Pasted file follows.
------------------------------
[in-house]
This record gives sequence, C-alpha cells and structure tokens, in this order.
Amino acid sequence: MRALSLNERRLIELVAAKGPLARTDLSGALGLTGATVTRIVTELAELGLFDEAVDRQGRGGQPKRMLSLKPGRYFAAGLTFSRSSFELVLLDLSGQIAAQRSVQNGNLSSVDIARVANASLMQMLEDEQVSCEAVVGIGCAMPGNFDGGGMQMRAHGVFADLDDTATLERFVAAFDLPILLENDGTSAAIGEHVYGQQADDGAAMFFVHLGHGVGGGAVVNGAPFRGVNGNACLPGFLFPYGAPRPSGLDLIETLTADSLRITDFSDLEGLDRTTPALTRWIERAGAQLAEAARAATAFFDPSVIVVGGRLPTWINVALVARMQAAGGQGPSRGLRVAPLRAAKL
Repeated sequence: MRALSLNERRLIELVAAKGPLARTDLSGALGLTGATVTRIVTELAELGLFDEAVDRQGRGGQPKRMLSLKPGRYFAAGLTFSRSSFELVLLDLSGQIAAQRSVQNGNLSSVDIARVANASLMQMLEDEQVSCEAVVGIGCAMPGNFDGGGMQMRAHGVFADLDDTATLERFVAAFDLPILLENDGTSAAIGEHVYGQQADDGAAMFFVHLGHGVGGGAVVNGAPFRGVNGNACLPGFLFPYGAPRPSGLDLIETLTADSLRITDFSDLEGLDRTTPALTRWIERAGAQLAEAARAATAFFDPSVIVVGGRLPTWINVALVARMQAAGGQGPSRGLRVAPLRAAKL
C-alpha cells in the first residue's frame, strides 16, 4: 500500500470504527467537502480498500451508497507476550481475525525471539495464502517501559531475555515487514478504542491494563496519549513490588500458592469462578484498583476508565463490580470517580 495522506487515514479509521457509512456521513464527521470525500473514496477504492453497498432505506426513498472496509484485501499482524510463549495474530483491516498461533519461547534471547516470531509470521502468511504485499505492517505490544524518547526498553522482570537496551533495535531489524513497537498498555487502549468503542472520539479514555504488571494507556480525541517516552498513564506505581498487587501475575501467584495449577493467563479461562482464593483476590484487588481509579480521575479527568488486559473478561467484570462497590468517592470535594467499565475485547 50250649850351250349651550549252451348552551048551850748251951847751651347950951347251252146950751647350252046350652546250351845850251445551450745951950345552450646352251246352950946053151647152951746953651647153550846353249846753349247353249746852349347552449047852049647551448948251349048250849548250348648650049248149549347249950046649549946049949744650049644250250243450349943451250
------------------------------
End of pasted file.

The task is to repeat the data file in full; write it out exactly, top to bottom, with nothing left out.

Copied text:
[in-house]
This record gives sequence, C-alpha cells and structure tokens, in this order.
Amino acid sequence: MRALSLNERRLIELVAAKGPLARTDLSGALGLTGATVTRIVTELAELGLFDEAVDRQGRGGQPKRMLSLKPGRYFAAGLTFSRSSFELVLLDLSGQIAAQRSVQNGNLSSVDIARVANASLMQMLEDEQVSCEAVVGIGCAMPGNFDGGGMQMRAHGVFADLDDTATLERFVAAFDLPILLENDGTSAAIGEHVYGQQADDGAAMFFVHLGHGVGGGAVVNGAPFRGVNGNACLPGFLFPYGAPRPSGLDLIETLTADSLRITDFSDLEGLDRTTPALTRWIERAGAQLAEAARAATAFFDPSVIVVGGRLPTWINVALVARMQAAGGQGPSRGLRVAPLRAAKL
Repeated sequence: MRALSLNERRLIELVAAKGPLARTDLSGALGLTGATVTRIVTELAELGLFDEAVDRQGRGGQPKRMLSLKPGRYFAAGLTFSRSSFELVLLDLSGQIAAQRSVQNGNLSSVDIARVANASLMQMLEDEQVSCEAVVGIGCAMPGNFDGGGMQMRAHGVFADLDDTATLERFVAAFDLPILLENDGTSAAIGEHVYGQQADDGAAMFFVHLGHGVGGGAVVNGAPFRGVNGNACLPGFLFPYGAPRPSGLDLIETLTADSLRITDFSDLEGLDRTTPALTRWIERAGAQLAEAARAATAFFDPSVIVVGGRLPTWINVALVARMQAAGGQGPSRGLRVAPLRAAKL
C-alpha cells in the first residue's frame, strides 16, 4: 500500500470504527467537502480498500451508497507476550481475525525471539495464502517501559531475555515487514478504542491494563496519549513490588500458592469462578484498583476508565463490580470517580 495522506487515514479509521457509512456521513464527521470525500473514496477504492453497498432505506426513498472496509484485501499482524510463549495474530483491516498461533519461547534471547516470531509470521502468511504485499505492517505490544524518547526498553522482570537496551533495535531489524513497537498498555487502549468503542472520539479514555504488571494507556480525541517516552498513564506505581498487587501475575501467584495449577493467563479461562482464593483476590484487588481509579480521575479527568488486559473478561467484570462497590468517592470535594467499565475485547 50250649850351250349651550549252451348552551048551850748251951847751651347950951347251252146950751647350252046350652546250351845850251445551450745951950345552450646352251246352950946053151647152951746953651647153550846353249846753349247353249746852349347552449047852049647551448948251349048250849548250348648650049248149549347249950046649549946049949744650049644250250243450349943451250